Women’s Land Rights in Tanzania and South Africa: A Human Rights Based Perspective on Formalisation

Citation:

Kaarhus, Randi, Tor A. Benjaminsen, Anne Hellum, and Ingunn Ikdahl. 2005. “Women’s Land Rights in Tanzania and South Africa: A Human Rights Based Perspective on Formalisation.” Forum for Development Studies 32 (2): 443–82.

Authors: Randi Kaarhus, Tor A. Benjaminsen, Anne Hellum, Ingunn Ikdahl

Abstract:

One of the critical issues in current debates on land policies in Africa is how to balance equity considerations with the quest for potentially more effective and productive uses of land. In this article, we explore the strengths and weaknesses of a human rights based approach (HRBA) to development in securing women's land rights--sing Tanzania and South Africa as examples. We analyse the relationship between gender-neutral laws and policies aiming to provide secure tenure through titling and registration and the highly gendered land uses and productive activities on the ground. An overall theme is how women may be effectively protected against the direct and indirect discrimination that is often a consequence of gender-insensitive land laws and policies. We conclude that HBRA offers a critical corrective and counterbalance to the neoliberal approaches that tend to dominate current policy formulation. It applies in contestations over formalisation of land rights. And as a policy tool it offers a set of binding standards that require the taking of measures preventing discrimination in relation to access and control of land and ensuring women's participation in registration processes. The article calls for a closer scrutiny of current formalisation programmes and initiatives in the light of human rights standards.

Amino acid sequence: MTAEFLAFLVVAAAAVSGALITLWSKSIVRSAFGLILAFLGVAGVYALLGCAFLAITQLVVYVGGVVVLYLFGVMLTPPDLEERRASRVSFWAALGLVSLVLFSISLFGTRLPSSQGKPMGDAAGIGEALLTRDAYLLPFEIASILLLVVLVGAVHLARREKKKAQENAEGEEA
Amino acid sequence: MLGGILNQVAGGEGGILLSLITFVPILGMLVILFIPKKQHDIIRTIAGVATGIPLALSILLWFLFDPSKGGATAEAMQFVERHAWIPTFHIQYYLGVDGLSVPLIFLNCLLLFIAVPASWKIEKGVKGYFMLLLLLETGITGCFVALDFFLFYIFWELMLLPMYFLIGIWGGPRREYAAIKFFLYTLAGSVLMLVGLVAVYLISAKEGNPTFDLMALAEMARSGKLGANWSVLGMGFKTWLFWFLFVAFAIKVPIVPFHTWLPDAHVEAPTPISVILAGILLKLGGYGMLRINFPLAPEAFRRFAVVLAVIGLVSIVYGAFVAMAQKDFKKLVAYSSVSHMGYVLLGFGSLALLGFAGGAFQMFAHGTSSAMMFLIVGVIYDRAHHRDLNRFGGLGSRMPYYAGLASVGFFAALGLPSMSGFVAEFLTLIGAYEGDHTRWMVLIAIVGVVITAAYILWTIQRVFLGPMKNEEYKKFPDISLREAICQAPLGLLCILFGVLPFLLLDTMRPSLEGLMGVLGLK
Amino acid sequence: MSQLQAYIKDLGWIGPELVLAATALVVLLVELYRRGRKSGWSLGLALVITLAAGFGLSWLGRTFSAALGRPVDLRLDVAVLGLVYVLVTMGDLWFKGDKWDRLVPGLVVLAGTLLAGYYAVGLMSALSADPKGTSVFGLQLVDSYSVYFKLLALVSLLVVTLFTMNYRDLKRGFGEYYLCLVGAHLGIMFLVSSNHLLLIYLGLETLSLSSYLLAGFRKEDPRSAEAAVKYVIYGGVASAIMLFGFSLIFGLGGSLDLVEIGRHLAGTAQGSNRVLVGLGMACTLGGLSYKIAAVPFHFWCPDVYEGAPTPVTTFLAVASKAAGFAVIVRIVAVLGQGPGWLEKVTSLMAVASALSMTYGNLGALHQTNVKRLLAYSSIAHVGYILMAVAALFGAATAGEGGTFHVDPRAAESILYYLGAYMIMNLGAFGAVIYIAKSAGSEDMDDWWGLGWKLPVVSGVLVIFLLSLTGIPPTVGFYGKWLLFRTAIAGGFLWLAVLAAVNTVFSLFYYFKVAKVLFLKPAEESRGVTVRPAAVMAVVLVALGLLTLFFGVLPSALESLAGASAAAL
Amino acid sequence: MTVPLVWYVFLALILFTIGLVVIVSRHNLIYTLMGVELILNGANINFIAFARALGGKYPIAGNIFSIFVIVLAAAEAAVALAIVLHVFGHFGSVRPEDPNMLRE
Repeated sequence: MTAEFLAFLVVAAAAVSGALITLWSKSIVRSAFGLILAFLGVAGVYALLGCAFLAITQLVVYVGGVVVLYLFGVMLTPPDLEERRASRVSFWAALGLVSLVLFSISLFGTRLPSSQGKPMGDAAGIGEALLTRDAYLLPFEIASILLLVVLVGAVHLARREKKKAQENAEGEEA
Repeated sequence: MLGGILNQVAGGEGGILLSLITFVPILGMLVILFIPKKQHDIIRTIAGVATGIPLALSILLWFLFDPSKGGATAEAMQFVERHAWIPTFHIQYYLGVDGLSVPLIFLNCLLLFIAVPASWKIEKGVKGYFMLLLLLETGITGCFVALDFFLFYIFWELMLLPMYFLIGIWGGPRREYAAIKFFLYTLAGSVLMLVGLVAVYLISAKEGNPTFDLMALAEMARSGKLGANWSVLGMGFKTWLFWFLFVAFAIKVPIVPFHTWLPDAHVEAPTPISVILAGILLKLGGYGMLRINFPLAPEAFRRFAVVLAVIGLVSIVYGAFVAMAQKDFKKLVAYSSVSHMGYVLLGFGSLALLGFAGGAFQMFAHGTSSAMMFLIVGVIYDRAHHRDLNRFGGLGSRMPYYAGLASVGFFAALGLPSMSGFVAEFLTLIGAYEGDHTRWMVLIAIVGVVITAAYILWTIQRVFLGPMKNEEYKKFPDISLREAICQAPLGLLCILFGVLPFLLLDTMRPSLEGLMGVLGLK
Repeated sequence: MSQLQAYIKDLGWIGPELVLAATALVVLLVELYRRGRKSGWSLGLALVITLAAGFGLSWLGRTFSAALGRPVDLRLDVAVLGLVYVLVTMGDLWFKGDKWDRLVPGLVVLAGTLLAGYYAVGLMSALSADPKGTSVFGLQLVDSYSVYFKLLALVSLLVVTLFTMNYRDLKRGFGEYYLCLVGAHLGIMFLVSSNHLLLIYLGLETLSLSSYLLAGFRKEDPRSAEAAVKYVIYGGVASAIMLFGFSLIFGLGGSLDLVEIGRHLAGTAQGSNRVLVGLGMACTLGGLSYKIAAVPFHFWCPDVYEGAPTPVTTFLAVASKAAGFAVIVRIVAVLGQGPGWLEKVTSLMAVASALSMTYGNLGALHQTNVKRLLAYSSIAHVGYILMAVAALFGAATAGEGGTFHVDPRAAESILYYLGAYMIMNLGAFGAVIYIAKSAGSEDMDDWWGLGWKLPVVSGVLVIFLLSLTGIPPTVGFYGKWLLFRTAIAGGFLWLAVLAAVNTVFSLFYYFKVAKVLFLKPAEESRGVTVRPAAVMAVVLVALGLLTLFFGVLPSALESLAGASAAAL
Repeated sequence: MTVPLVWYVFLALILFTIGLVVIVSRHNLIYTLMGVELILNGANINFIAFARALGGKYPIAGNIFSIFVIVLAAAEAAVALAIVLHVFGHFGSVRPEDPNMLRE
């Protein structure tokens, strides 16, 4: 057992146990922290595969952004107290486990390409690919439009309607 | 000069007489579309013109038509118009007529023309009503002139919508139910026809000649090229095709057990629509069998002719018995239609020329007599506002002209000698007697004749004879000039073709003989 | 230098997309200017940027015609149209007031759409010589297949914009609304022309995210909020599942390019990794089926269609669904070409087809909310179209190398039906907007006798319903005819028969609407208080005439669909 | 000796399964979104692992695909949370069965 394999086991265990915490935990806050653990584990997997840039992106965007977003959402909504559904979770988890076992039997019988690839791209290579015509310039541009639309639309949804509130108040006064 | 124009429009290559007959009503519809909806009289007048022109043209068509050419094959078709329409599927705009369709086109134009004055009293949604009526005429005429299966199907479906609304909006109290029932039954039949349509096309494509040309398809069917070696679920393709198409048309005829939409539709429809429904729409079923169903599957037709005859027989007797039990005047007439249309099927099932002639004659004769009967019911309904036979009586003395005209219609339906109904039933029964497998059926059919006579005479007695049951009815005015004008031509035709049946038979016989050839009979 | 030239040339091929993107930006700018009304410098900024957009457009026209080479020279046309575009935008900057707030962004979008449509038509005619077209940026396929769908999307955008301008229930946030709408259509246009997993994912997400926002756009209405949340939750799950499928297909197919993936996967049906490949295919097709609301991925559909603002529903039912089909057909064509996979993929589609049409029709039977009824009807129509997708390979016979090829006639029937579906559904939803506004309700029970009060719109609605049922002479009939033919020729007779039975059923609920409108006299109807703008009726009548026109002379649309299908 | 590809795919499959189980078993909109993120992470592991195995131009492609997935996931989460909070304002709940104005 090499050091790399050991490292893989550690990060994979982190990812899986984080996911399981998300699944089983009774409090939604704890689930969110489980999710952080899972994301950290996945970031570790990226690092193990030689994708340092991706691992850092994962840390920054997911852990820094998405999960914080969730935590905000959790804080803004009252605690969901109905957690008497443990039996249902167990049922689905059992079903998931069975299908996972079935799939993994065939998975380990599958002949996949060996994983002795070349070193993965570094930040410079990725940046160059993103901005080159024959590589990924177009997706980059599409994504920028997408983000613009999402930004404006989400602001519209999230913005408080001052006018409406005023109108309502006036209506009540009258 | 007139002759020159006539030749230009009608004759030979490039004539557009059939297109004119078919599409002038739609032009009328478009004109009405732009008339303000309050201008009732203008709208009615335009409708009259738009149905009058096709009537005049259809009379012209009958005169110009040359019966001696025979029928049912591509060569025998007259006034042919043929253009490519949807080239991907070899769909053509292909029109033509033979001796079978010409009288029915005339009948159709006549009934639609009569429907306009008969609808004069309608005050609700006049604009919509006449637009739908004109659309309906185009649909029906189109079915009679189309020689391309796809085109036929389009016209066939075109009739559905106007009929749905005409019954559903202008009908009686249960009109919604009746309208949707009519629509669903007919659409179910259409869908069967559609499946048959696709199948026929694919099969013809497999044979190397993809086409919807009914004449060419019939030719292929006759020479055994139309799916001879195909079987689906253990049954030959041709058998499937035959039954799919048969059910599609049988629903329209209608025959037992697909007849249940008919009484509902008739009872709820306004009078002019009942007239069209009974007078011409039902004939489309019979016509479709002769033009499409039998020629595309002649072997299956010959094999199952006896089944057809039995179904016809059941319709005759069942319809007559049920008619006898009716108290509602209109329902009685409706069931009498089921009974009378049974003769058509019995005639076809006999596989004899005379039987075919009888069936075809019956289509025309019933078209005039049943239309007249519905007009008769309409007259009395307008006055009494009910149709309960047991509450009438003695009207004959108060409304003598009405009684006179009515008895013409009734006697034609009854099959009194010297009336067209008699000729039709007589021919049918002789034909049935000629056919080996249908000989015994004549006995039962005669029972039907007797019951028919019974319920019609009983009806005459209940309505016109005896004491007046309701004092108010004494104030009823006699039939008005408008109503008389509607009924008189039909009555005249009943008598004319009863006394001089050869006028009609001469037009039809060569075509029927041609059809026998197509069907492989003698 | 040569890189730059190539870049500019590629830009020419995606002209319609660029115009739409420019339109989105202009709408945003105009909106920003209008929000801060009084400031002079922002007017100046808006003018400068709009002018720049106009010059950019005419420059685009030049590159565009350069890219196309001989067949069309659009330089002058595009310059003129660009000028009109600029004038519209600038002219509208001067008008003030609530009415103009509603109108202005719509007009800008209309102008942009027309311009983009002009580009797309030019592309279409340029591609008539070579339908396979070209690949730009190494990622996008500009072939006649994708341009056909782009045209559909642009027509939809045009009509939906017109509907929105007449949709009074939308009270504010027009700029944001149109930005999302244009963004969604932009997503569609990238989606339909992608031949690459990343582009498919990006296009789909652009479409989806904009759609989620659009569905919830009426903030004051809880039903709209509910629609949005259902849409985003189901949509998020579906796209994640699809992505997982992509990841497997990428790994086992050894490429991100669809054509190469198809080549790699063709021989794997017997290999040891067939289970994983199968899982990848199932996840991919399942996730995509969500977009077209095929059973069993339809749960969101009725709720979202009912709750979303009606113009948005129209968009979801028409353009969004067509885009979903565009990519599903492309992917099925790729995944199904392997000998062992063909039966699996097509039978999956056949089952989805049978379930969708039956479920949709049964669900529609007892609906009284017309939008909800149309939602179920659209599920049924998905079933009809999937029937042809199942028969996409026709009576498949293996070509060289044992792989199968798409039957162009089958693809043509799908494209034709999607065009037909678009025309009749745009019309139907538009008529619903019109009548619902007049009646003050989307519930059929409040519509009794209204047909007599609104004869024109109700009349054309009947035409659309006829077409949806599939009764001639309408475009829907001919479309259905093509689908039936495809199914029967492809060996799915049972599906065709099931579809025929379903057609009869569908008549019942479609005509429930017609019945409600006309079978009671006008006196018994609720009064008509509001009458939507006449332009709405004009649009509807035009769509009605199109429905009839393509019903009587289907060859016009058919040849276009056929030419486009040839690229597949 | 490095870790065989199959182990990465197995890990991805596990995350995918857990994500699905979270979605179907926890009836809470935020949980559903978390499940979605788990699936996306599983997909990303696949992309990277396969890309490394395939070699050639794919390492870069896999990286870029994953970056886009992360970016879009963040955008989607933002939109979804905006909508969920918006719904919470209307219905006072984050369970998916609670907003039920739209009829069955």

Topics: Development, Gender, Gendered Power Relations, Gender Equity, Political Economies, Rights, Human Rights, Land Rights Regions: Africa, East Africa, Southern Africa Countries: South Africa, Tanzania

Year: 2005

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